Ultrasonic Machining Equipment
Flawless 3-D Lights
Ultrasonic welding convinces during the manufacturing of complex daytime running lights
Daytime running lights have become mandatory by EU Standards as of recently and are a popular style element. Their complex 3-D shape represents a challenge for joining technology. The ultrasonic welding tool can be easily adapted to the design type by means of studs in various heights. Short cycle times and indexed tool change kits allow for time-saving application and for an ever increasing variety of variants. Ultrasonic specialist Herrmann Ultrasonics has just delivered a big order to an automotive supplier. The order included two machines with fifteen spare sets.
Ultrasonic welding for joining of thermoplastic materials is a widely established joining method in the automotive industry. Applications range from interior (side door trims, center console) to engine compartment (cylinder head cover, engine covers) through to lighting, such as tail-lamp units of daytime running lights.
Ultrasonics allows for gentle component handling
The conventional joining technologies reach their limits with asymmetrical components. One limit may be uneven temperature distribution during i.e. mirror-imaged welding. Some points may become too hot and produce threads; other points may remain cold and are not able to bond homogeneously. With vibration welding additional space is required so that the joining zone becomes significantly larger. A large amount of molten material is produced, which may be projected out of the welding spot. Ultrasonic tools vibrate with a frequency of 20.000 Hz or more. In case of complex, asymmetrical parts, ultrasonics may be subject to physical limits. However, if the weld tool, i.e. the Sonotrode, is correctly dimensioned and applies the vibrations correctly, ultrasonics represents a number of advantages:
- Sensitive component surfaces are treated gently
- Targeted energy input protects reflectors and LEDs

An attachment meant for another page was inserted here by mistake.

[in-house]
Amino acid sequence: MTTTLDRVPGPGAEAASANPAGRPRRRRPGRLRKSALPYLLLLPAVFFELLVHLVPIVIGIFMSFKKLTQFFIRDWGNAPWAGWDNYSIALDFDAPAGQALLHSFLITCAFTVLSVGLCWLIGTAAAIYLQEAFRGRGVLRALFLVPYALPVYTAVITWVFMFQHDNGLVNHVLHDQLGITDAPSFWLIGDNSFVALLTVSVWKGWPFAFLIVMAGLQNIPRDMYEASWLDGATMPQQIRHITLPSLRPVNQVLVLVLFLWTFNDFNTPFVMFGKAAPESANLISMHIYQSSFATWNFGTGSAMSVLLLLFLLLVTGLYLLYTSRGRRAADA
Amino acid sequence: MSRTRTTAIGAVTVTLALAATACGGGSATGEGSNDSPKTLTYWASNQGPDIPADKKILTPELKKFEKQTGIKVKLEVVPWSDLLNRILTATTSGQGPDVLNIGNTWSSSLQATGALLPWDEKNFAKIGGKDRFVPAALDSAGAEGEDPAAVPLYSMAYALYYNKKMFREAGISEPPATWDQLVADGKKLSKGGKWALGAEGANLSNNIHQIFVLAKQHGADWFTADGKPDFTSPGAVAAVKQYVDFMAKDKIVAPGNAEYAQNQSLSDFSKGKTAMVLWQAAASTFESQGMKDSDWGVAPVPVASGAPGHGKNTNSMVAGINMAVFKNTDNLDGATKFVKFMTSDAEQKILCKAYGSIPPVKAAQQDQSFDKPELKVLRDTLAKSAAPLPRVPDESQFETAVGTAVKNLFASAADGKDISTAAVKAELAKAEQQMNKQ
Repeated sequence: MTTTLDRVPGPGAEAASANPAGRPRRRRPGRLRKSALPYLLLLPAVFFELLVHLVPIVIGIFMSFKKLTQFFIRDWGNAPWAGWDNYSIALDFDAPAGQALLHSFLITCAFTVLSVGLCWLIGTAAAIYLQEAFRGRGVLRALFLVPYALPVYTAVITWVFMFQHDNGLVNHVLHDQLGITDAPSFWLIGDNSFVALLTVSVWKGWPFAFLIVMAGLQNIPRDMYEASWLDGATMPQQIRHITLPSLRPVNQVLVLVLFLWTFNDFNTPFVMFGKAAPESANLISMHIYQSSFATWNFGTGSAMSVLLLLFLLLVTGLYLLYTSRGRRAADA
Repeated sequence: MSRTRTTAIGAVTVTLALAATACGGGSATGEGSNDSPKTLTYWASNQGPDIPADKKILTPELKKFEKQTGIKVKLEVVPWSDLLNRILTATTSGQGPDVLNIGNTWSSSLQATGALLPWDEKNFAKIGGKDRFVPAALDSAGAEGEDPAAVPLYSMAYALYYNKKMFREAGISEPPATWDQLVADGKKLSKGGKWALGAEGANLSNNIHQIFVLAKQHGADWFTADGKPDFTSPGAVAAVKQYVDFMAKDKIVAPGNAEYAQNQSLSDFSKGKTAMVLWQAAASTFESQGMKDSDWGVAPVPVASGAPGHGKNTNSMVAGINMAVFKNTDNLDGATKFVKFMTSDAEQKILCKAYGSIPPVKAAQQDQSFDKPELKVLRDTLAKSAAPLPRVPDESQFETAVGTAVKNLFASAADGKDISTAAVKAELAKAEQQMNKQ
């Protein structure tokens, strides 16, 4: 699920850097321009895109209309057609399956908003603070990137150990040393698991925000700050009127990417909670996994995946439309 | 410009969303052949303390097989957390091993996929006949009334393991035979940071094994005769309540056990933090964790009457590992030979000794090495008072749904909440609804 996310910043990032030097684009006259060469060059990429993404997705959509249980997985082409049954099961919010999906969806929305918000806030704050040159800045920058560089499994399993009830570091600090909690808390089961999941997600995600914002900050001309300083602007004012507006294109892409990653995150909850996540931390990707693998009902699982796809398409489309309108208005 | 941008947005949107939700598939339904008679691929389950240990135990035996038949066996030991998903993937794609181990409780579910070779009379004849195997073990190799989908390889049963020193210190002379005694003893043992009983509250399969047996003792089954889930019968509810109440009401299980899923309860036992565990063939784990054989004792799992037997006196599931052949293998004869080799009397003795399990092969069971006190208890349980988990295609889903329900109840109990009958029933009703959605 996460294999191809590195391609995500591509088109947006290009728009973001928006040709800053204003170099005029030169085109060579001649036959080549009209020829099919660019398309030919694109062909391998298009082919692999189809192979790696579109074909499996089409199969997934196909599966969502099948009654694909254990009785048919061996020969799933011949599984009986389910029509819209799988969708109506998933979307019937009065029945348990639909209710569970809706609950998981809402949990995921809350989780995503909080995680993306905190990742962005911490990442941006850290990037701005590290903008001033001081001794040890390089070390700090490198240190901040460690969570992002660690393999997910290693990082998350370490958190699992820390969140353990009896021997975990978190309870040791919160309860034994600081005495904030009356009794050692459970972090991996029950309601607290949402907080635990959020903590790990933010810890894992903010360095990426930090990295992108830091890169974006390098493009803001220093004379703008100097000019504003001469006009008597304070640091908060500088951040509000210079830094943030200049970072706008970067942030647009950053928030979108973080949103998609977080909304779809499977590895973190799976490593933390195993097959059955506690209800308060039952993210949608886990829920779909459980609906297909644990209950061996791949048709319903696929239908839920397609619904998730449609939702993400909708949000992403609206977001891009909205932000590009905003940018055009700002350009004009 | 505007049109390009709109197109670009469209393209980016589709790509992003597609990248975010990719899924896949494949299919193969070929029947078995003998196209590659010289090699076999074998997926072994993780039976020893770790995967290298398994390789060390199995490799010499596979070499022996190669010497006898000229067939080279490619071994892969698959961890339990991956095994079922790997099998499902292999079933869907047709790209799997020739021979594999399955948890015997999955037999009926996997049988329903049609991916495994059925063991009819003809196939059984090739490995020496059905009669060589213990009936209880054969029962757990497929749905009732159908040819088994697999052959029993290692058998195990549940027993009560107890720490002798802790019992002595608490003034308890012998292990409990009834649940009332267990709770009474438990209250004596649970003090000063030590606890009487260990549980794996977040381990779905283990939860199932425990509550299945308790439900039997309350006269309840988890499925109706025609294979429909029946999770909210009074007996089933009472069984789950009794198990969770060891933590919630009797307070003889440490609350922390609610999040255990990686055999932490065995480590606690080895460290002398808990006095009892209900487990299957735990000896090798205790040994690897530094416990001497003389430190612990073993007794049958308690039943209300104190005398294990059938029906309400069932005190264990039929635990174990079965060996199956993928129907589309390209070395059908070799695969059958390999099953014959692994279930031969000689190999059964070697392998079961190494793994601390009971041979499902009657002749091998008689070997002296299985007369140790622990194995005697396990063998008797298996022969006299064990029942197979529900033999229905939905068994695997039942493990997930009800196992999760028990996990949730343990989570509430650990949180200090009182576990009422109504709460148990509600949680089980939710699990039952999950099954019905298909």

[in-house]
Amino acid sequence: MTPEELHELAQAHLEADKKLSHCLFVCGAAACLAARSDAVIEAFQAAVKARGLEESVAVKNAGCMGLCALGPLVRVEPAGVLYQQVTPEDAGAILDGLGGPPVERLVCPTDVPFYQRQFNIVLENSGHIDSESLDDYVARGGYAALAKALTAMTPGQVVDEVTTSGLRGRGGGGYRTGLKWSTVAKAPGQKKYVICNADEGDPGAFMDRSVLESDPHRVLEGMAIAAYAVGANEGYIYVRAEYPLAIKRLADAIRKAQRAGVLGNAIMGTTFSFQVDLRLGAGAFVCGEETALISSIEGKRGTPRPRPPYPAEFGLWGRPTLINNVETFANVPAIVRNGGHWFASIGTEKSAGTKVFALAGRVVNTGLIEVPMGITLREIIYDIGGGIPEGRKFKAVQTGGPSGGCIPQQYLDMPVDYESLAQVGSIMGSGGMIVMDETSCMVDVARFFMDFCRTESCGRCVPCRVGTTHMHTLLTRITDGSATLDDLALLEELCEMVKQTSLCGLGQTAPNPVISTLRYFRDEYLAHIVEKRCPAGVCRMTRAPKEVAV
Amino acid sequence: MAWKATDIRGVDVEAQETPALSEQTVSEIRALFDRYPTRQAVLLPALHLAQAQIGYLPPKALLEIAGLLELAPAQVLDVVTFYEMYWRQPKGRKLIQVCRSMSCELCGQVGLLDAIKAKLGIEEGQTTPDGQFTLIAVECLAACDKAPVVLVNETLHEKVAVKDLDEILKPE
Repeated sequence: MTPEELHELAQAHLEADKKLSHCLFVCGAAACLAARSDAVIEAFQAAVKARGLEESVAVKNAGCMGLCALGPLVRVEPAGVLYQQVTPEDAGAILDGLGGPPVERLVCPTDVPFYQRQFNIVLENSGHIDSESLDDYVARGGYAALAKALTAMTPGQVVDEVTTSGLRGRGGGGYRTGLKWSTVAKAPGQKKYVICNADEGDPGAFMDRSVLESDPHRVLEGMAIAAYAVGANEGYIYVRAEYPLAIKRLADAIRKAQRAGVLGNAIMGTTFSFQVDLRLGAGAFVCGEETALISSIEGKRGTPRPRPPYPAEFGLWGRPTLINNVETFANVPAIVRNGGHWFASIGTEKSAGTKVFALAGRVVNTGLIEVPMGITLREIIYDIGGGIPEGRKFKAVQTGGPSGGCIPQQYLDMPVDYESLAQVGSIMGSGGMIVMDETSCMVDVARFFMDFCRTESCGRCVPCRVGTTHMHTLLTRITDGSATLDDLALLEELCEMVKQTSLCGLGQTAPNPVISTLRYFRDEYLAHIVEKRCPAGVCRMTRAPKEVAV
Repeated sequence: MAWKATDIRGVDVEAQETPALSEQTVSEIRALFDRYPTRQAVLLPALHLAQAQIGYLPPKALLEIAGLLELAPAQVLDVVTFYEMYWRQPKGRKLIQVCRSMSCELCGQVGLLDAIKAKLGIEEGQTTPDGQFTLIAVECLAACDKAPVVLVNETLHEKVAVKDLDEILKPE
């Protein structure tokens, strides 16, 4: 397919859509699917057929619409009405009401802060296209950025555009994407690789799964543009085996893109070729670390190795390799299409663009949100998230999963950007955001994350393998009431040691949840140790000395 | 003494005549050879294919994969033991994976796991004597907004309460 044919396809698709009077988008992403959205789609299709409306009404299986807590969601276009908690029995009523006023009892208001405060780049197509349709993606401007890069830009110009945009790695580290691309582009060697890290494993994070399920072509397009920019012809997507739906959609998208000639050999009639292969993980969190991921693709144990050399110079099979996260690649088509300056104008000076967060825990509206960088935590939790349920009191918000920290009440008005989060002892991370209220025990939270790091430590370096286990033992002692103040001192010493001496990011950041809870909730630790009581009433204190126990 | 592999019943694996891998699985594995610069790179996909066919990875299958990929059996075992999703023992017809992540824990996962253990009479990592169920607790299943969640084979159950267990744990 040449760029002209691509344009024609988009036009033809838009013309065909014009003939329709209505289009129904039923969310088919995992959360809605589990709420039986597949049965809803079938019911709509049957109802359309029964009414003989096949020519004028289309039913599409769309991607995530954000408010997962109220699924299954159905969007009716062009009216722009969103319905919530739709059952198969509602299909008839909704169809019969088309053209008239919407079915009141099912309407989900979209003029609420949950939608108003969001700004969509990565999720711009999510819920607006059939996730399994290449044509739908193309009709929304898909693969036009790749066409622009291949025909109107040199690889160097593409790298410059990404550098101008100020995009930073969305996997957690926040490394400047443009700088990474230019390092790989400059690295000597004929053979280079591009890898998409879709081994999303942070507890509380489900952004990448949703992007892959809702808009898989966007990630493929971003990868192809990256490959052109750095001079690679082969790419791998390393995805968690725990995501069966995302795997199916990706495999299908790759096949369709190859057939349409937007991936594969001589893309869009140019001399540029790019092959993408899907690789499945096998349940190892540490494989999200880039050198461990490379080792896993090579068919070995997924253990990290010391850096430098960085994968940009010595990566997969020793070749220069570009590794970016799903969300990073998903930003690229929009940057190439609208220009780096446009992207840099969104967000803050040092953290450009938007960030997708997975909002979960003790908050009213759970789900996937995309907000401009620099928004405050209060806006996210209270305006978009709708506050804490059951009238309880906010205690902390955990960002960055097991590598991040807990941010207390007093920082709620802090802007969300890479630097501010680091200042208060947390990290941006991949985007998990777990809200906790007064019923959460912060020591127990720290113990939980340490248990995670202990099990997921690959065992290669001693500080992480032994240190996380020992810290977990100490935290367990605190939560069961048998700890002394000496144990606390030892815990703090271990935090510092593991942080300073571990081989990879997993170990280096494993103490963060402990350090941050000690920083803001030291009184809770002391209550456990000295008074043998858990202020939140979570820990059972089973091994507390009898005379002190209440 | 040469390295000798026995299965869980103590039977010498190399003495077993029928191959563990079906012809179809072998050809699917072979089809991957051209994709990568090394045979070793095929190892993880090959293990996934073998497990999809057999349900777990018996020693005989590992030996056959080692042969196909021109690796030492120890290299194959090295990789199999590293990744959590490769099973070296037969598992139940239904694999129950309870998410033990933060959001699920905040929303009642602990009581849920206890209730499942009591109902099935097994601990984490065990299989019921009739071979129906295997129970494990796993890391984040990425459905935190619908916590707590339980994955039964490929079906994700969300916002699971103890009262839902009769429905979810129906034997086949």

- 3-D shapes are realized more easily
- Short weld cycles between 100 and 300 milliseconds
- Smaller machine footprint compared to other joining processes
Stud Sonotrodes for 3-D components
For 3-D shapes such as the daytime running light, the ultrasonic Sonotrode is separated in two elements: a Composite Sonotrode with individually fixed single Sonotrodes, referred to as screw-in studs; every individual stud represents a small vibrating Sonotrode. In order to guarantee correct vibration, the Composite Sonotrode is calculated by means of the Finite-Element-Method (FEM) and gauged for frequency, idling power and amplitude. Every individual stud must also be gauged for frequency. This is where the know-how of the ultrasonics specialist Herrmann Ultrasonics comes in, for the studs are designed in various lengths and for different interfering contours, i.e. for leaving a cutout for lettering on a component. This has an influence on the vibrating behavior.
In order for the single Sonotrodes (studs) to vibrate correctly, they are individually mounted and adjusted in a difficult manual process.
Under load simulation, the completed Sonotrode is laser-gauged and the required corrections are performed by machining processes. Software which was specifically developed for this purpose, measures up to 100 measuring points to create the amplitude profile. If necessary, tension corrections will be made. However, the right frequency, no load power and amplitude have to be reached.
For all ultrasonic processes it is important that the Sonotrode, the fixture and the component to be welded form a unit and are not separated during the tool replacement process. All parts are installed in a complete replacement frame and form a firmly setup "tool cube" which can be exchanged and stored problem-free, if a different part needs to be welded.
Box: In ultrasonic welding, electrical voltage is converted in an ultrasonic generator; first to a voltage in ultrasonic frequency between 20 and 35 kHz and subsequently to mechanical vibration. This mechanical vibration is introduced into the component through a weld tool, referred to as Sonotrode. At 35 kHz the Sonotrode performs as many as 35,000 vibration movements per second. This generates heat and melts the part in the joining zone. After a hold time under pressure, the part forms a non-positive joint. Ultrasonics can be operated immediately without heat-up times; the cycle times are much shorter and energy consumption significantly lowers than with mirror-imaged welding.
Chris Van De Walker